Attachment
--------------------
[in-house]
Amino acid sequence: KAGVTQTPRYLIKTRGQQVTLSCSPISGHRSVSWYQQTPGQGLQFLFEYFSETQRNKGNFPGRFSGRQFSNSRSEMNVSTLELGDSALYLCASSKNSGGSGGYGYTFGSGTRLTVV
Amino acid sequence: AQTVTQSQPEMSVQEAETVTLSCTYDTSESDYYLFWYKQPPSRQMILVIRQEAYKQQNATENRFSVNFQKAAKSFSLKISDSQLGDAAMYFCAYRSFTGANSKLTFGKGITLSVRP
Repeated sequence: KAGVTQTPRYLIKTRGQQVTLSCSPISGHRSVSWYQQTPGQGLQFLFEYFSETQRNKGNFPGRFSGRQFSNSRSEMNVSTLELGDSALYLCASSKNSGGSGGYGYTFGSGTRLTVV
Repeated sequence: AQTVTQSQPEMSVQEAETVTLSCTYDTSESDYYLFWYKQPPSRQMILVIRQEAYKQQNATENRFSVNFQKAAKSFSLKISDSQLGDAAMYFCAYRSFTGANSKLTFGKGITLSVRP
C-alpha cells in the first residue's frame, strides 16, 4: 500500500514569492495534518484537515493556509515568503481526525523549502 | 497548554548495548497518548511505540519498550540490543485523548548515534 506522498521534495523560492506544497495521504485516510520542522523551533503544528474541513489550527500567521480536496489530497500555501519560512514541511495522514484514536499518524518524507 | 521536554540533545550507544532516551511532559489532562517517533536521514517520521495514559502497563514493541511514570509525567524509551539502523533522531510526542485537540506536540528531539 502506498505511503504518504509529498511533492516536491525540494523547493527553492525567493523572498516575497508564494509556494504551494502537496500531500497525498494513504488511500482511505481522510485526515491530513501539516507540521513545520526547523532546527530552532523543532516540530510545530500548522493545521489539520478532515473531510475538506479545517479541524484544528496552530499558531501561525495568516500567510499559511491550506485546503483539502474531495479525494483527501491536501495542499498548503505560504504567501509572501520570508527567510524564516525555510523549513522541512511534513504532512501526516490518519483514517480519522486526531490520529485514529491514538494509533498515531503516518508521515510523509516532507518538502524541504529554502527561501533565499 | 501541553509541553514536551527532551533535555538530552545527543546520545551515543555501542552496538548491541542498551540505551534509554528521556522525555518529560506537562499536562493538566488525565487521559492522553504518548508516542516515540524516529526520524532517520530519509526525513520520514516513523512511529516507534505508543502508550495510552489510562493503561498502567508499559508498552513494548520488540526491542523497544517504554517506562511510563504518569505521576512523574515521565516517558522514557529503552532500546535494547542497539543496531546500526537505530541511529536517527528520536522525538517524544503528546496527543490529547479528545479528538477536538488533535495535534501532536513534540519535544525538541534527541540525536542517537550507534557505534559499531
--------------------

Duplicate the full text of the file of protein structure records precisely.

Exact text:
[in-house]
Amino acid sequence: KAGVTQTPRYLIKTRGQQVTLSCSPISGHRSVSWYQQTPGQGLQFLFEYFSETQRNKGNFPGRFSGRQFSNSRSEMNVSTLELGDSALYLCASSKNSGGSGGYGYTFGSGTRLTVV
Amino acid sequence: AQTVTQSQPEMSVQEAETVTLSCTYDTSESDYYLFWYKQPPSRQMILVIRQEAYKQQNATENRFSVNFQKAAKSFSLKISDSQLGDAAMYFCAYRSFTGANSKLTFGKGITLSVRP
Repeated sequence: KAGVTQTPRYLIKTRGQQVTLSCSPISGHRSVSWYQQTPGQGLQFLFEYFSETQRNKGNFPGRFSGRQFSNSRSEMNVSTLELGDSALYLCASSKNSGGSGGYGYTFGSGTRLTVV
Repeated sequence: AQTVTQSQPEMSVQEAETVTLSCTYDTSESDYYLFWYKQPPSRQMILVIRQEAYKQQNATENRFSVNFQKAAKSFSLKISDSQLGDAAMYFCAYRSFTGANSKLTFGKGITLSVRP
C-alpha cells in the first residue's frame, strides 16, 4: 500500500514569492495534518484537515493556509515568503481526525523549502 | 497548554548495548497518548511505540519498550540490543485523548548515534 506522498521534495523560492506544497495521504485516510520542522523551533503544528474541513489550527500567521480536496489530497500555501519560512514541511495522514484514536499518524518524507 | 521536554540533545550507544532516551511532559489532562517517533536521514517520521495514559502497563514493541511514570509525567524509551539502523533522531510526542485537540506536540528531539 502506498505511503504518504509529498511533492516536491525540494523547493527553492525567493523572498516575497508564494509556494504551494502537496500531500497525498494513504488511500482511505481522510485526515491530513501539516507540521513545520526547523532546527530552532523543532516540530510545530500548522493545521489539520478532515473531510475538506479545517479541524484544528496552530499558531501561525495568516500567510499559511491550506485546503483539502474531495479525494483527501491536501495542499498548503505560504504567501509572501520570508527567510524564516525555510523549513522541512511534513504532512501526516490518519483514517480519522486526531490520529485514529491514538494509533498515531503516518508521515510523509516532507518538502524541504529554502527561501533565499 | 501541553509541553514536551527532551533535555538530552545527543546520545551515543555501542552496538548491541542498551540505551534509554528521556522525555518529560506537562499536562493538566488525565487521559492522553504518548508516542516515540524516529526520524532517520530519509526525513520520514516513523512511529516507534505508543502508550495510552489510562493503561498502567508499559508498552513494548520488540526491542523497544517504554517506562511510563504518569505521576512523574515521565516517558522514557529503552532500546535494547542497539543496531546500526537505530541511529536517527528520536522525538517524544503528546496527543490529547479528545479528538477536538488533535495535534501532536513534540519535544525538541534527541540525536542517537550507534557505534559499531